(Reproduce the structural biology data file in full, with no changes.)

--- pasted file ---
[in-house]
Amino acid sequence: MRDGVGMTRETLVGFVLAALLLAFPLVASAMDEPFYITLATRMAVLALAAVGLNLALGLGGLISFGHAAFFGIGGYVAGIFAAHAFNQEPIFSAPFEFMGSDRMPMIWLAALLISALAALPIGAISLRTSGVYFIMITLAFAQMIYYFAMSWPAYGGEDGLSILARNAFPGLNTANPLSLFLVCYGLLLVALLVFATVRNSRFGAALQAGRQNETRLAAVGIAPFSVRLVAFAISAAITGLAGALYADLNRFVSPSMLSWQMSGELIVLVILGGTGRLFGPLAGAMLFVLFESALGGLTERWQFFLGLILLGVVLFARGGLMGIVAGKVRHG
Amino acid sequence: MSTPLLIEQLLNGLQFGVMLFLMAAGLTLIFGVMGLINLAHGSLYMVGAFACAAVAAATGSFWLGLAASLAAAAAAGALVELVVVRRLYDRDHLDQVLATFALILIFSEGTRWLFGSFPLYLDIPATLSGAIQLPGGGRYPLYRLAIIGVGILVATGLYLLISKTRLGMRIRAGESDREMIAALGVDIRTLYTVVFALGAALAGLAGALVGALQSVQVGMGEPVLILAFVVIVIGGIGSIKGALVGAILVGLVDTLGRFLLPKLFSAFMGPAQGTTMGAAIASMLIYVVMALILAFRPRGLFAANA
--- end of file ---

[in-house]
Amino acid sequence: MRDGVGMTRETLVGFVLAALLLAFPLVASAMDEPFYITLATRMAVLALAAVGLNLALGLGGLISFGHAAFFGIGGYVAGIFAAHAFNQEPIFSAPFEFMGSDRMPMIWLAALLISALAALPIGAISLRTSGVYFIMITLAFAQMIYYFAMSWPAYGGEDGLSILARNAFPGLNTANPLSLFLVCYGLLLVALLVFATVRNSRFGAALQAGRQNETRLAAVGIAPFSVRLVAFAISAAITGLAGALYADLNRFVSPSMLSWQMSGELIVLVILGGTGRLFGPLAGAMLFVLFESALGGLTERWQFFLGLILLGVVLFARGGLMGIVAGKVRHG
Amino acid sequence: MSTPLLIEQLLNGLQFGVMLFLMAAGLTLIFGVMGLINLAHGSLYMVGAFACAAVAAATGSFWLGLAASLAAAAAAGALVELVVVRRLYDRDHLDQVLATFALILIFSEGTRWLFGSFPLYLDIPATLSGAIQLPGGGRYPLYRLAIIGVGILVATGLYLLISKTRLGMRIRAGESDREMIAALGVDIRTLYTVVFALGAALAGLAGALVGALQSVQVGMGEPVLILAFVVIVIGGIGSIKGALVGAILVGLVDTLGRFLLPKLFSAFMGPAQGTTMGAAIASMLIYVVMALILAFRPRGLFAANA